As New Yorkers we are quick to jump into action when the heat in our apartments unexpectedly turns off or the water won't get any warmer. As New Yorkers we are also adept at becoming active to help someone in need. While we are able to look the other way in, say, the subway, we know, for the most part, when we need to drop our guard. As New Yorkers we are also willing to rally for a cause, especially during this time when civic engagement is a good way to channel simmering (or burning) frustrations.
So here's a wonderfully timely proposition for how to channel our own experience of a winter's harsh conditions, our ability to step out of our comfort zones, and our willingness to take action. This Saturday evening, January 28, you have the chance to experience preeminent artists perform in an intimate setting at Mana Contemporary, and help an urgent cause that seems to defy a solution anytime soon: helping Syrian refugees in camps in Lebanon's Bekaa Valley. Those in the know agree that Syrian opera singer Lubana Al Quntar is a legend. And, yes, she will perform with musicians from the New York Arabic Orchestra, with Eylem Basaldi playing the violin and April Centrone on oud and percussion.
Winter - Millions of Syrians were forced forced to leave their homes during the brutal and seemingly never-ending civil war. According to the United Nations High Commissioner for Refugees (UNHCR), 4.8 million have fled to Turkey, Lebanon, Jordan, Egypt and Iraq, and 6.6 million are internally displaced within Syria. Most found themselves in refugee camps. Many of these camps were initially set up several years ago, and already have transformed into quasi-cities with their own self-initiated economies.
Other camps are much less fortunate, including one particularly isolated camp in the Bekaa Valley in Lebanon, located about 19 miles east of Beirut. It is situated between Mount Lebanon to the west and "Anti-Lebanon" mountain range to the east. This camp resides within an isolated part of mid-Bekaa, close to the Syrian border, and being out of the way, it not only receives little to no aid and outside assistance, but is also hidden from any media awareness.
That's where Nisreen Nasser steps in. Last year Nisreen co-founded the grassroots charitable initiative "Solidarity Through Humanity," with a deep-rooted belief in the power of empathy and compassion to connect with and provide aid to people around the globe who've been displaced due to war or poverty. The Bekaa Valley is known for its treacherous winters, and many living in this camp, mostly young children, have needlessly and senselessly passed away due to extreme weather conditions this season. Without fuel, families often resort to burning shoes and garbage to produce heat, resulting in the production of toxic fumes, and making a seemingly impossible situation even worse.
Art - Lubana Al Quntar, the revered Syrian opera singer joins forces with "Solidarity Through Humanity," together with the New York Arabic Orchestra, Eylem Basaldi, and April Centrone. The voice is a dramatic instrument capable of producing emotional transcendence. The locus of transition, voice mediates feeling from the body of the performer to the body of the listener. Lubana Al Quntar's art delivers emotion and is able to reach even those who are not easily enthralled. She is an acclaimed Syrian vocalist of both opera and traditional Arabic song, and became the first Syrian opera singer to attain international recognition. Her achievements include heading the Department of Opera Singing and founding the Department of Classical Arabic Singing at the Syrian National Conservatory. This was a groundbreaking event because, for the first time, students could study both operatic and traditional singing at an accredited institution. Moreover, she also established the Arabic Music Singing Ensemble, which performed across the Middle East. After the outbreak of the war in Syria she came to the United States in 2012.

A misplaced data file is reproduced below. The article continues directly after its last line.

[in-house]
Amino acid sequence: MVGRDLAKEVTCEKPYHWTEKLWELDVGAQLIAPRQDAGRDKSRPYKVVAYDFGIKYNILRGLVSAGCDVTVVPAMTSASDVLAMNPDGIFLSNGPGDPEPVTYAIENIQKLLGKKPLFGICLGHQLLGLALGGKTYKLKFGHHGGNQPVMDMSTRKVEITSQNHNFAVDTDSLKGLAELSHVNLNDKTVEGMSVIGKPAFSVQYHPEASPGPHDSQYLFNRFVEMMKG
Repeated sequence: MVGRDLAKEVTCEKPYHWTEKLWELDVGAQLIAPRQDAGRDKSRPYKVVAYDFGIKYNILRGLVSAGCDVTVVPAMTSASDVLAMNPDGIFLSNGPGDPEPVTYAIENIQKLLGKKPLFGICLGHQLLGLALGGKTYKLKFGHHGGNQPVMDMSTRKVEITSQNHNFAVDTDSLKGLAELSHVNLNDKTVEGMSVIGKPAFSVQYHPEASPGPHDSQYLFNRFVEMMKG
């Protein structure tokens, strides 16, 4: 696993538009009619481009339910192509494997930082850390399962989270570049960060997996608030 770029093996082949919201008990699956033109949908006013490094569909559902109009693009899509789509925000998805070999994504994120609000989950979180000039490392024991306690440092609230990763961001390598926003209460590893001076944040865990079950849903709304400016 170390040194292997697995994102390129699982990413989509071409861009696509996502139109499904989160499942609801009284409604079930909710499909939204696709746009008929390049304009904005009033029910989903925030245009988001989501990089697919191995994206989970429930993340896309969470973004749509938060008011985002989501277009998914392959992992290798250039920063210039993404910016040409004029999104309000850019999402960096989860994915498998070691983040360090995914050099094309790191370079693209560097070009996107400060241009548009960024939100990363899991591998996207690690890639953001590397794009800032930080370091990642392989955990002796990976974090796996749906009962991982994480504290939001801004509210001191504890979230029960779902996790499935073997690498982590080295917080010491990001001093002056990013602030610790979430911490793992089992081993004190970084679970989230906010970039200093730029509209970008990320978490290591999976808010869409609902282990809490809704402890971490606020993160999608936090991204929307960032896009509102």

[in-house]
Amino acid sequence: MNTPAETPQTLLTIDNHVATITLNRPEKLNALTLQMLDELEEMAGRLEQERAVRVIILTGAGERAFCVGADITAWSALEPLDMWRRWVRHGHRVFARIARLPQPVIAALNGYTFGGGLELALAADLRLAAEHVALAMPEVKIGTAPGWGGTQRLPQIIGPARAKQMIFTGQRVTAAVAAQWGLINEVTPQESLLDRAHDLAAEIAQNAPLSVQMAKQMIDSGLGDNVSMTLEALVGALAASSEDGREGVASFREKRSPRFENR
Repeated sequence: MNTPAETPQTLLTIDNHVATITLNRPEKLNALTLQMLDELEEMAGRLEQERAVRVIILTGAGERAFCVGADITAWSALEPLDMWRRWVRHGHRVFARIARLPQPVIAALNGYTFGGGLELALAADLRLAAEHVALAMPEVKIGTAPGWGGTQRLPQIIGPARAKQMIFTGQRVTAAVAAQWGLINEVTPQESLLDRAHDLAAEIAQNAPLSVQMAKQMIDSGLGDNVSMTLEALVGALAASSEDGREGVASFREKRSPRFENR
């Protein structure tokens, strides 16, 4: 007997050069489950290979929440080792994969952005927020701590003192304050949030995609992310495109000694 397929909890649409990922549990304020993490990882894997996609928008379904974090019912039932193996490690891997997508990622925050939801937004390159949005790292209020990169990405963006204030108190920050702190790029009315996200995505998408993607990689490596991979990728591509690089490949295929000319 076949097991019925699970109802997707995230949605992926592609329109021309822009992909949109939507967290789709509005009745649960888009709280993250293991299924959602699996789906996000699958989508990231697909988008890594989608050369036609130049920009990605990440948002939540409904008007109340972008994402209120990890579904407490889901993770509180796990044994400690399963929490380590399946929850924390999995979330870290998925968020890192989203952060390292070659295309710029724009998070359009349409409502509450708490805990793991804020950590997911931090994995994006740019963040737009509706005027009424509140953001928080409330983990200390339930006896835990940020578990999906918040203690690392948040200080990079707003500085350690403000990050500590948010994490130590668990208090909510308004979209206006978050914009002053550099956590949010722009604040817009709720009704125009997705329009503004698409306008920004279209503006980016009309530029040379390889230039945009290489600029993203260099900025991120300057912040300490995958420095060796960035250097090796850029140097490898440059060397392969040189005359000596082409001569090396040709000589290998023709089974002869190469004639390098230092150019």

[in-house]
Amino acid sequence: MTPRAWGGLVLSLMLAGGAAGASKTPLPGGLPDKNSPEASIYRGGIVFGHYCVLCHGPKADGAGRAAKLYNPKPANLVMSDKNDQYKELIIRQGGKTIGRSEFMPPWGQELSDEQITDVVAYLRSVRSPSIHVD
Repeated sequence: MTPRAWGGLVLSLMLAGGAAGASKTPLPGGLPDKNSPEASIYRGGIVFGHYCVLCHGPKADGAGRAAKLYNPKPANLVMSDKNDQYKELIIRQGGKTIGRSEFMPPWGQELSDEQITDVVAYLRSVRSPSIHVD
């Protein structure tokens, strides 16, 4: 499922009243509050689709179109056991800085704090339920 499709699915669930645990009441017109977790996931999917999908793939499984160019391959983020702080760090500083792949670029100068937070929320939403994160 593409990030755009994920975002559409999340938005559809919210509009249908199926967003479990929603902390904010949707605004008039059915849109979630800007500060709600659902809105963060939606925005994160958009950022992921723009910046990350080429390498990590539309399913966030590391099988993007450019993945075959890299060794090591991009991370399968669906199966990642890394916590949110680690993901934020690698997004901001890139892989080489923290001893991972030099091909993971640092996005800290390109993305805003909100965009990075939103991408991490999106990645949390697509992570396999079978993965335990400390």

Hope - The evening will include remarks from "Solidarity Through Humanity" founder Nisreen Nasser, who will be present at the event via Skype from Lebanon. The audience will also hear from Issam Khoury, a respected journalist and political activist from Syria with more than 15 years of experience in writing and conducting research in politics, governance, Islamic groups, human rights, arts, and culture for major news outlets in the Middle East and North Africa. Whether focused on war zones or refugees crossing borders for safety, his writing always focuses on telling the truth, which has often brought him into face-to-face confrontation with those opposing freedom of expression and the press in the Middle East. As a disruptor, and the first journalist to report on the revolution while still in Syria, Khoury has been arrested, had his novels banned, and his travel restricted.
Our help and compassion can mean the difference between life and death for the around 600 people in the Beqaa Valley camp. The refugees living in this camp report that they feel isolated and forgotten. Let's give them hope, show them that they are not alone, that we see them, we stand with them. Come on Saturday, donate to the cause, and enjoy the performance. Do so because we all emphatically agree that art is the highest form of hope.
Saturday, January 28, 2017, 7-11PM
Mana Contemporary, 888 Newark Avenue, Jersey City, NJ